Capitol Hill Bureau Chief
If you're planning to fly after the new year, you may find a familiar face next to you on your next flight to San Francisco. That's because Speaker Nancy Pelosi will no longer have access to military aircraft and will instead fly commercial to her district after she becomes House minority leader, her office confirmed to Politics Daily.
For the last four years, Pelosi has had access to Air Force planes to jet home to her California district, one of the many perks that come along with being the most powerful member of the House of Representatives and second in line to the presidency after the vice president.
Pelosi's predecessor, former Speaker Dennis Hastert, also used military jets to travel back and forth to his Chicago district, but Rep. John Boehner, the next speaker, announced earlier this month
that he will fly commercial home to Ohio, a move that will help him avoid the political heat Pelosi has taken for using the ultra-convenient option of skipping commercial flights home.
But if Pelosi's flying experience is anything like Boehner's in the future, she still won't have to worry about pat-downs and security lines. The New York Times reported last week
that Boehner skipped the security line at Washington's Reagan National Airport before a trip to Cincinnati because of a Transportation Security Administration regulation that lets congressional leaders or members of Congress with armed security details bypass security check points.
Although she'll lose her military flying privileges, her security detail may be one of the perks (if armed guards can be considered a perk) that Pelosi will likely keep. Her staff does not discuss the security precautions she takes, but Boehner does have security as the minority leader and, as a rule, the Capitol Police provide security for any members of Congress who could have a heightened threat against them.
The other changes that Pelosi and her fellow Democrats in the leadership can expect next year will come in the form of reduced resources, specifically the offices where they'll work in the Capitol and allowances to hire staff. For staffing, the House allocates a lump sum to each party's leadership for salaries and expenses, which the leaders divide among themselves. Based on the current allocations, Pelosi can expect to have her staff allowance cut by about 40 percent to lead the smaller Democratic caucus.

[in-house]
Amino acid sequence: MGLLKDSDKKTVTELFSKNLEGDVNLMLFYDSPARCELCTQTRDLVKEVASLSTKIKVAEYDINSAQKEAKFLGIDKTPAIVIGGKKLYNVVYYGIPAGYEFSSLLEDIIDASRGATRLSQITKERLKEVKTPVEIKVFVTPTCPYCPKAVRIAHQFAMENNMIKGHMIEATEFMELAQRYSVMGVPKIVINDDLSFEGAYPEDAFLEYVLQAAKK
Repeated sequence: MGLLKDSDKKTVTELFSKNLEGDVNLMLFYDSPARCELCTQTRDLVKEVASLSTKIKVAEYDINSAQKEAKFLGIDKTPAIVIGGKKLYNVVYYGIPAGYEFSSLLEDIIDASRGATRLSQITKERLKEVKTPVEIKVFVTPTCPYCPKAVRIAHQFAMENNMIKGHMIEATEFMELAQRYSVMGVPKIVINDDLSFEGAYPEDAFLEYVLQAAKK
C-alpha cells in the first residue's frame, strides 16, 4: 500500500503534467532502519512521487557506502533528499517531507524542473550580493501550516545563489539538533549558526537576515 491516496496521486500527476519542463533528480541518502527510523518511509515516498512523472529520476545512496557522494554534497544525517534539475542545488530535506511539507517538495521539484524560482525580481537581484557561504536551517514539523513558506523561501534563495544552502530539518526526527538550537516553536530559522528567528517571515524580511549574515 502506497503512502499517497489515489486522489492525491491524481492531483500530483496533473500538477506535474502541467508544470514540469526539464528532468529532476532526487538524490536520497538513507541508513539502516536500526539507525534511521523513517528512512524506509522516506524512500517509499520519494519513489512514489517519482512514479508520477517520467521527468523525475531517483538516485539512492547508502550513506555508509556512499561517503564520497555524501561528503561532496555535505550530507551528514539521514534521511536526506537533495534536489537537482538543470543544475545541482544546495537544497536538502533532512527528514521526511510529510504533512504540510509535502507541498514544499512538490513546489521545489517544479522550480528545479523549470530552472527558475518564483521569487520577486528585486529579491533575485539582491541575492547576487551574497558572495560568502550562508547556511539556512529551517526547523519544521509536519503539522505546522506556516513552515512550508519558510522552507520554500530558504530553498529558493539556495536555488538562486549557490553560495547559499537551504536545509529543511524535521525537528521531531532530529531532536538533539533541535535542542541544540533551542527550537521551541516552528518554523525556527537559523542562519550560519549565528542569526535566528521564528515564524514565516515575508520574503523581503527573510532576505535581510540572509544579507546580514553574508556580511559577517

And instead of the elegant suite of offices that Pelosi's team currently occupies, complete with french doors to an outdoor balcony, wood-burning fireplaces, and a majestic view of the National Mall, Pelosi and her staff will squeeze into a significantly smaller set of rooms overlooking the far less glamorous Library of Congress.
If there's any good news for Pelosi, besides the fact that she is still the leader of her party in the House, it's that her move to minority status may not be permanent.
History buffs will remember that Texas Democrat Sam Rayburn, the longest-serving House speaker in history, won and lost the speakership three times, trading power and perks with Republican minority leader and then Speaker Joseph Martin Jr. in the 1940s and 50s. The two swapped roles so many times that Rayburn eventually told Martin to keep the mall-facing speaker's offices, even after Rayburn won back the majority, because he had tired of packing and unpacking his boxes every time he won or lost an election.
The plush office suite remained in the minority's hands until the Republican revolution of 1994, when Newt Gingrich took over as speaker and decided that the prime real estate should belong to the speaker once again.